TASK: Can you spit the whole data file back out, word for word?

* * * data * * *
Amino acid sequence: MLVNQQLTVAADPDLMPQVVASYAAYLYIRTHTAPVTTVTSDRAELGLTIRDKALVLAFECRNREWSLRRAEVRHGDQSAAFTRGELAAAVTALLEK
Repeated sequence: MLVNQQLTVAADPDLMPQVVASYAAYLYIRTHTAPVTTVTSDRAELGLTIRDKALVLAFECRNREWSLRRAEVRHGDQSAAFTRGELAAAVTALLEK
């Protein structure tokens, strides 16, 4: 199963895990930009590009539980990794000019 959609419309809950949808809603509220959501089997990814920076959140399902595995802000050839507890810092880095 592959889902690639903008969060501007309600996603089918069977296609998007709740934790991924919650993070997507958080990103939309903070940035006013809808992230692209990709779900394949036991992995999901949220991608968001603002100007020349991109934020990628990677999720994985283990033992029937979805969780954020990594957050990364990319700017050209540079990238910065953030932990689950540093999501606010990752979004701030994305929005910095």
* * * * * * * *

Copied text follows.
Amino acid sequence: MLVNQQLTVAADPDLMPQVVASYAAYLYIRTHTAPVTTVTSDRAELGLTIRDKALVLAFECRNREWSLRRAEVRHGDQSAAFTRGELAAAVTALLEK
Repeated sequence: MLVNQQLTVAADPDLMPQVVASYAAYLYIRTHTAPVTTVTSDRAELGLTIRDKALVLAFECRNREWSLRRAEVRHGDQSAAFTRGELAAAVTALLEK
């Protein structure tokens, strides 16, 4: 199963895990930009590009539980990794000019 959609419309809950949808809603509220959501089997990814920076959140399902595995802000050839507890810092880095 592959889902690639903008969060501007309600996603089918069977296609998007709740934790991924919650993070997507958080990103939309903070940035006013809808992230692209990709779900394949036991992995999901949220991608968001603002100007020349991109934020990628990677999720994985283990033992029937979805969780954020990594957050990364990319700017050209540079990238910065953030932990689950540093999501606010990752979004701030994305929005910095």